In the morning session of the last day of Dhaka Lit Fest 2017, titled “PEN: Measured Speech,” panelists discussed threats to freedom of speech faced by journalists, particularly in the Indian Subcontinent.
Responding to a question on disappearances among journalists, panelist Jyoti Malhotra, an India-based journalist with over 30 years of experience said: “I came to this panel to actually ask the question, where is Dr Mubashar Hossain? He has been missing since early November and nobody knows where he is.
“In democracies like yours and mine, India and Bangladesh, where are these people who speak up and write about things the government doesn't like?”
Dr Mubasher, who has been missing since November 7, is an assistant professor at North South University's School of Arts and Social Sciences since September last year after a brief stint at the media studies and journalism department of University of Liberal Arts Bangladesh (ULAB).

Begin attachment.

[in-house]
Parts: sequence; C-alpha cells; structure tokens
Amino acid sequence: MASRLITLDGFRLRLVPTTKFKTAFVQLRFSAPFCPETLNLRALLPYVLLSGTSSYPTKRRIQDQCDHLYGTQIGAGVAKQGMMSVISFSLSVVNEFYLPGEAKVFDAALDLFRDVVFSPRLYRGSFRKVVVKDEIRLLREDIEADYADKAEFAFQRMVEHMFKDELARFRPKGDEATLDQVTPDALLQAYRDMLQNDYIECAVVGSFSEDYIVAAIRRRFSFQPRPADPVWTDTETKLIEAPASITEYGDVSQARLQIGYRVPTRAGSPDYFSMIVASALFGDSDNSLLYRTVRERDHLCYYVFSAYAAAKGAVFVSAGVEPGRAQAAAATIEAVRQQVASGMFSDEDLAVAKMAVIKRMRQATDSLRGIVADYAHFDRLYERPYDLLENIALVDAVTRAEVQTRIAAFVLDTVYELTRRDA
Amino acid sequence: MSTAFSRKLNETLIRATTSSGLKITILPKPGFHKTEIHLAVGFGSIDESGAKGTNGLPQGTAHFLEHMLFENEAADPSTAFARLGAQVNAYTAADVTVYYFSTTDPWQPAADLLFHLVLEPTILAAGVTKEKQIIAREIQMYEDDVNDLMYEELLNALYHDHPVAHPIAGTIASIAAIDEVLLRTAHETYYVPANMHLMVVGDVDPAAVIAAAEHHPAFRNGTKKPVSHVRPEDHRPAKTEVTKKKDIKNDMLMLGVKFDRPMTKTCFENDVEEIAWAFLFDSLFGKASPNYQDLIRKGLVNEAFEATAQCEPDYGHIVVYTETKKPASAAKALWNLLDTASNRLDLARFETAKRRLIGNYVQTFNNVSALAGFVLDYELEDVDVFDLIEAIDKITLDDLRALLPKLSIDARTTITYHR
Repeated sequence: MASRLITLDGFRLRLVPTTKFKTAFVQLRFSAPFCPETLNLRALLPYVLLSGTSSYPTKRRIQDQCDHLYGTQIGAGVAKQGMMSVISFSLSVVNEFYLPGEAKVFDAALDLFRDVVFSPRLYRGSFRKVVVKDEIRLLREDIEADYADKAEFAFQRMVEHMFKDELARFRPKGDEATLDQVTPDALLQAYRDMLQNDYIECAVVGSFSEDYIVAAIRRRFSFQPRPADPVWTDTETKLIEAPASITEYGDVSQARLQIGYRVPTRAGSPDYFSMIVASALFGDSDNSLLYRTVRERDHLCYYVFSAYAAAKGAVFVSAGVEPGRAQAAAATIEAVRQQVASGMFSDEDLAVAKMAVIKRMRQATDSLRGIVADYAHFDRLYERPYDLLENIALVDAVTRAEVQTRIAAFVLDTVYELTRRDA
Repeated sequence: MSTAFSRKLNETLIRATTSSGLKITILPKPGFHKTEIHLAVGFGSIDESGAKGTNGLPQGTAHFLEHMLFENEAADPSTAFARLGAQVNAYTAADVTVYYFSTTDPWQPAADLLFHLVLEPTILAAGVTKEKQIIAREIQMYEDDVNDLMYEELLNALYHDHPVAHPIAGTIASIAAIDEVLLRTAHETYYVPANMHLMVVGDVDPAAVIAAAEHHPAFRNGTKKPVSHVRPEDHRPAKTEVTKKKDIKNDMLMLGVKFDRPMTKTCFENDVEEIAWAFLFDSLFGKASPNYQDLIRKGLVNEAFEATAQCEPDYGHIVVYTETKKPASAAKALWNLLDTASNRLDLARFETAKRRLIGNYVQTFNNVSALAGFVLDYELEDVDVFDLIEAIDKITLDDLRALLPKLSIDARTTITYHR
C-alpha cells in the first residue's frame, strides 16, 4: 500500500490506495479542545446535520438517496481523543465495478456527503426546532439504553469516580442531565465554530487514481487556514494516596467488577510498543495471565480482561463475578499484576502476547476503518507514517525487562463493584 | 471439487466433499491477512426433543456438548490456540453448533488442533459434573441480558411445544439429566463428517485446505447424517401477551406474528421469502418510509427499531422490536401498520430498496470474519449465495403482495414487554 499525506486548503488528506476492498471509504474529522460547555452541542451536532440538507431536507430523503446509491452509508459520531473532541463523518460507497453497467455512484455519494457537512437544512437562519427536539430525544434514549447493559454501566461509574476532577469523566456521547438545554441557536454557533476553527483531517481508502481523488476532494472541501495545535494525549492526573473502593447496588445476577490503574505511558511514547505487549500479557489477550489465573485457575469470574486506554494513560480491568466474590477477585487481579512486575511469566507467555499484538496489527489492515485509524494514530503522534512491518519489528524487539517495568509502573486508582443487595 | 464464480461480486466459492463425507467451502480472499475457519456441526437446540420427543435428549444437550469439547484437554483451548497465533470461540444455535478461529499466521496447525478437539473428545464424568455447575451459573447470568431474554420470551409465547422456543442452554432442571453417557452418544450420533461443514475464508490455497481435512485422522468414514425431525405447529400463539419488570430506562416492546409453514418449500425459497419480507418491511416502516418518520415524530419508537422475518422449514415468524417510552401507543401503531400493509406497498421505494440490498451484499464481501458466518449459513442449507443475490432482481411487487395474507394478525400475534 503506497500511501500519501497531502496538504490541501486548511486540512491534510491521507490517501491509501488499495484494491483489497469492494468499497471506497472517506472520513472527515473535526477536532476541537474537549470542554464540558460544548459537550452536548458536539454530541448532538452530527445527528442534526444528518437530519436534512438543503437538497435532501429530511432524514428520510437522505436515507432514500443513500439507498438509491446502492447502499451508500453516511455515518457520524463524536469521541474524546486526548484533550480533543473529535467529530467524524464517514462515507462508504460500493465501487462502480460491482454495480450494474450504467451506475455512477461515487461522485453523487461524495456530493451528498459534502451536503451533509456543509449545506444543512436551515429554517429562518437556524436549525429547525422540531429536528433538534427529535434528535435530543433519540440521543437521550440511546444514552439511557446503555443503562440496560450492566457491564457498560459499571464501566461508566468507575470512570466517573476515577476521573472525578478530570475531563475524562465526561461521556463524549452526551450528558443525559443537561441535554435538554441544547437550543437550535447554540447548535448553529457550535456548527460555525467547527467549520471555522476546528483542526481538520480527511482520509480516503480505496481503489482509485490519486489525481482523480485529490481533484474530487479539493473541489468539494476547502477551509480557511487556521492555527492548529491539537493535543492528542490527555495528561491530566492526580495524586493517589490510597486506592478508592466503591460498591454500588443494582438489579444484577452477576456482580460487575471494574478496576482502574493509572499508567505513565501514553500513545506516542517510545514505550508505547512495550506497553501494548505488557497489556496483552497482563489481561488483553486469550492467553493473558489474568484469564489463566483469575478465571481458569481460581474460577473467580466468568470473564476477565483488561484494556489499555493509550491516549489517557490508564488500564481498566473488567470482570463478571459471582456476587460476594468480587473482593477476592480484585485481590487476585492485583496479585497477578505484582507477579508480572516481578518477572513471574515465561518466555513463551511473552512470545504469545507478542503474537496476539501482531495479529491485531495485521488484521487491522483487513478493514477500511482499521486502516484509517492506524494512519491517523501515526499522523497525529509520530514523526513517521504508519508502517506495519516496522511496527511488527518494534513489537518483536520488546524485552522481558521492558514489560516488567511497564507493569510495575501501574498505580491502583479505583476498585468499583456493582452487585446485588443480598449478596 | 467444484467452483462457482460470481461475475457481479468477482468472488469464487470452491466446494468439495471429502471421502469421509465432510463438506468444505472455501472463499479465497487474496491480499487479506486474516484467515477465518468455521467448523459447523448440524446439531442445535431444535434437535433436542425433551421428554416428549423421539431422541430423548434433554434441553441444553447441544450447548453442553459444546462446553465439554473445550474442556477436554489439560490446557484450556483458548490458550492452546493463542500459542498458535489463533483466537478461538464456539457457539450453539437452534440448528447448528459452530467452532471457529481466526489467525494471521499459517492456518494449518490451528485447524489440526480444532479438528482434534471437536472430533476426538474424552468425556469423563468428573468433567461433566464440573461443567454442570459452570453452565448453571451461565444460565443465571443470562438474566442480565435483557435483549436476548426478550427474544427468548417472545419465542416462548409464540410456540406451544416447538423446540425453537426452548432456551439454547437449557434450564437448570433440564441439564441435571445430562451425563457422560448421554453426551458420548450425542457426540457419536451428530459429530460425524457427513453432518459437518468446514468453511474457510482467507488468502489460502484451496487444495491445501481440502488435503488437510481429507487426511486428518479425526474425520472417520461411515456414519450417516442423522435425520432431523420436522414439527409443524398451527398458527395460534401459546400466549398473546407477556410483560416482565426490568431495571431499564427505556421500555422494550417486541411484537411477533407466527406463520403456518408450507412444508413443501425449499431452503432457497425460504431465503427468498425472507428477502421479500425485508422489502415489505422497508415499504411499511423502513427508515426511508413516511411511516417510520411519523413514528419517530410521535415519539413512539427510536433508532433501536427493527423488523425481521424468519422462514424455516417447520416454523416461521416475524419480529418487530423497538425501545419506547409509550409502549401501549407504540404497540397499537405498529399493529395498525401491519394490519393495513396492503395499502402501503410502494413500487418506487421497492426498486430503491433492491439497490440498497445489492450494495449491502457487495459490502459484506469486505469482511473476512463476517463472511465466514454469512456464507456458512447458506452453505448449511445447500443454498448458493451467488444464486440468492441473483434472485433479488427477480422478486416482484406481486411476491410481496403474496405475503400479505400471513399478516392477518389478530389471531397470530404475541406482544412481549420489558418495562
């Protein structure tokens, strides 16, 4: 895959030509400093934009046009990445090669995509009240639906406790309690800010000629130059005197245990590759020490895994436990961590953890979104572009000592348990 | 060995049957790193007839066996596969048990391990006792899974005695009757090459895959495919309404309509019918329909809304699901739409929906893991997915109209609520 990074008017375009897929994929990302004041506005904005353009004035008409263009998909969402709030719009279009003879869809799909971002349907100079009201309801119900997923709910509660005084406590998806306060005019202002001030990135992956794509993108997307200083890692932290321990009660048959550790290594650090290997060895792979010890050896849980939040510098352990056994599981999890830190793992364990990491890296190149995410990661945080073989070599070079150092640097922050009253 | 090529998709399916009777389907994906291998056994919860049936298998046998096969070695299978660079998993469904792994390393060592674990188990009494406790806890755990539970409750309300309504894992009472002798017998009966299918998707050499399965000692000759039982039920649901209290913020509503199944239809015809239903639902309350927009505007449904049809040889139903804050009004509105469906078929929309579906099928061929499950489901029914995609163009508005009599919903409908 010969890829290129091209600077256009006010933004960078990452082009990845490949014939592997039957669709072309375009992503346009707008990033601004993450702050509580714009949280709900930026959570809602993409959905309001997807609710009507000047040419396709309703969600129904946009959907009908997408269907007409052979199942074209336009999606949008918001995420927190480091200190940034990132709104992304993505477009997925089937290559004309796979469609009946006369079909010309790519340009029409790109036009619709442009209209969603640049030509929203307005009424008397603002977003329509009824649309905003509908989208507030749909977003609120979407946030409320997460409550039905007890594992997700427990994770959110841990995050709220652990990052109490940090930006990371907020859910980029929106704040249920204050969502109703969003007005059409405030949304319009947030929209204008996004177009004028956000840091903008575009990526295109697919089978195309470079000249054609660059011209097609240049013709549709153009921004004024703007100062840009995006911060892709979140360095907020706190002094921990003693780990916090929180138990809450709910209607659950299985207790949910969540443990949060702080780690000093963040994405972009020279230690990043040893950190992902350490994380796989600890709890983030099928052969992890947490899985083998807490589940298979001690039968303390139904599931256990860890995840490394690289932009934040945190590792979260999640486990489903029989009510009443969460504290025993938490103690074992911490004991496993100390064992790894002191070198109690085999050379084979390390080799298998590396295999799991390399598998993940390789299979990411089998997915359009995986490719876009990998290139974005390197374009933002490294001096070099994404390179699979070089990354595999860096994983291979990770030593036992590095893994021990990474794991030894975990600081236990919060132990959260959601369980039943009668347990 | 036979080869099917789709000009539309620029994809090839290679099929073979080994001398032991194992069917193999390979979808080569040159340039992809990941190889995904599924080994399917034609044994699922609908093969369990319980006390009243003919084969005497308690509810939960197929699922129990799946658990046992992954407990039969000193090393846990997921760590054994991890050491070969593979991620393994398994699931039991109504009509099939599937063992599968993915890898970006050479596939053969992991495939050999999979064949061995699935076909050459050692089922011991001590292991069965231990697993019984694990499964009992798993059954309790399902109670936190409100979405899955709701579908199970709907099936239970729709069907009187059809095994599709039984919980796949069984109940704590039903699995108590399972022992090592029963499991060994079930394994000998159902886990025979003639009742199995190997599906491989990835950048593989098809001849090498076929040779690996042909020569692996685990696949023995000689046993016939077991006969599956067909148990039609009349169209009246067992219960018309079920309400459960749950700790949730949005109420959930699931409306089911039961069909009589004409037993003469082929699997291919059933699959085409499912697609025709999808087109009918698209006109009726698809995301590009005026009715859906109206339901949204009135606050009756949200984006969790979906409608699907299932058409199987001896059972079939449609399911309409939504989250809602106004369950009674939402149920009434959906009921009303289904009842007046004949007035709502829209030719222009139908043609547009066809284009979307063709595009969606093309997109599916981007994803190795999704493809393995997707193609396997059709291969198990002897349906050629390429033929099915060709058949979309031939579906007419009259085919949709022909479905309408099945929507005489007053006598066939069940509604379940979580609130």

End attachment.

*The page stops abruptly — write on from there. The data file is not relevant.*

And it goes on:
Referring to the Indian state of emergency between 1975 to 1977, she said: “What is happening now is worse than the Emergency. There is an infamous quote from the time of that Indira Gandhi regime, where a minister said 'when we ask journalists to bow, they crawl.' These days, it seems that journalists aren't asked to bow but they are already crawling.”
“It is as if we are in the state of emergency, but it has not been declared,” she added.
Malhotra explained that this state of the media having to constantly operate on a “thin line” stemmed primarily from the use of anti-sedition laws such as section 57 of the ICT act in Bangladesh.
“Some of these laws actually contradict the section of the constitution that guarantees freedom of speech,” she said.
Other members of the panel included former publisher and John Makinson, Andrew Feinstein, CR Abrar, Justin Rowlatt and Sudeep Chakravarti.